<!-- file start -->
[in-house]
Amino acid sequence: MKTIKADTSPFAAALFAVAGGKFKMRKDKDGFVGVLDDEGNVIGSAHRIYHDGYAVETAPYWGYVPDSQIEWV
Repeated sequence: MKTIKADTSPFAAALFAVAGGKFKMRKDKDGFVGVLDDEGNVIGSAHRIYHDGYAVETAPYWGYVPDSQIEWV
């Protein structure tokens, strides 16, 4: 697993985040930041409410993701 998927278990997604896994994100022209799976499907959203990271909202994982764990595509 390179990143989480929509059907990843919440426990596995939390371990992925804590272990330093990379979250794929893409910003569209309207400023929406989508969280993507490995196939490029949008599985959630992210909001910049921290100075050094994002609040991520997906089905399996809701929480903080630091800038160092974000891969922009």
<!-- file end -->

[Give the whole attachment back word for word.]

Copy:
[in-house]
Amino acid sequence: MKTIKADTSPFAAALFAVAGGKFKMRKDKDGFVGVLDDEGNVIGSAHRIYHDGYAVETAPYWGYVPDSQIEWV
Repeated sequence: MKTIKADTSPFAAALFAVAGGKFKMRKDKDGFVGVLDDEGNVIGSAHRIYHDGYAVETAPYWGYVPDSQIEWV
């Protein structure tokens, strides 16, 4: 697993985040930041409410993701 998927278990997604896994994100022209799976499907959203990271909202994982764990595509 390179990143989480929509059907990843919440426990596995939390371990992925804590272990330093990379979250794929893409910003569209309207400023929406989508969280993507490995196939490029949008599985959630992210909001910049921290100075050094994002609040991520997906089905399996809701929480903080630091800038160092974000891969922009």